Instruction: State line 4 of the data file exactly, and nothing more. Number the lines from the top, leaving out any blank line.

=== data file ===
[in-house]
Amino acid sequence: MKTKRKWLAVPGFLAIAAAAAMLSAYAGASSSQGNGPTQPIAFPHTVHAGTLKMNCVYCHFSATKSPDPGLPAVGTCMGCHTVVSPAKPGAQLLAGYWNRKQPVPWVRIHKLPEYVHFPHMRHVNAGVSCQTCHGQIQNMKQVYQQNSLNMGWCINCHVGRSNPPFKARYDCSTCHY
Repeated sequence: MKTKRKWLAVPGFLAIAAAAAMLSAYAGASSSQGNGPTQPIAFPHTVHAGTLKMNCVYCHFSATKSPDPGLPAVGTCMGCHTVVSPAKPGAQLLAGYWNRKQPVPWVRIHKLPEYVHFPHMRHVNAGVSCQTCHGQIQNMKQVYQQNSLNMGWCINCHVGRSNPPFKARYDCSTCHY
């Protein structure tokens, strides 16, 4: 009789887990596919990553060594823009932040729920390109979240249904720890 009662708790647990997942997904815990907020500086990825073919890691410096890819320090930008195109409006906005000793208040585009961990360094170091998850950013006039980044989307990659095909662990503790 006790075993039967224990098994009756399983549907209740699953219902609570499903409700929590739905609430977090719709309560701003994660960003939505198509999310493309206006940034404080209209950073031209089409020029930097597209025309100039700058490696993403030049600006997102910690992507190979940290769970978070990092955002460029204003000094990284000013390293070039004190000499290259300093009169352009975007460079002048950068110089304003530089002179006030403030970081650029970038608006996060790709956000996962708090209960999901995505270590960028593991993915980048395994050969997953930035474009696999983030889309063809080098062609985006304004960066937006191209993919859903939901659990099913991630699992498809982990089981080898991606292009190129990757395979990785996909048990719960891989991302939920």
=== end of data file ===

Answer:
């Protein structure tokens, strides 16, 4: 009789887990596919990553060594823009932040729920390109979240249904720890 009662708790647990997942997904815990907020500086990825073919890691410096890819320090930008195109409006906005000793208040585009961990360094170091998850950013006039980044989307990659095909662990503790 006790075993039967224990098994009756399983549907209740699953219902609570499903409700929590739905609430977090719709309560701003994660960003939505198509999310493309206006940034404080209209950073031209089409020029930097597209025309100039700058490696993403030049600006997102910690992507190979940290769970978070990092955002460029204003000094990284000013390293070039004190000499290259300093009169352009975007460079002048950068110089304003530089002179006030403030970081650029970038608006996060790709956000996962708090209960999901995505270590960028593991993915980048395994050969997953930035474009696999983030889309063809080098062609985006304004960066937006191209993919859903939901659990099913991630699992498809982990089981080898991606292009190129990757395979990785996909048990719960891989991302939920």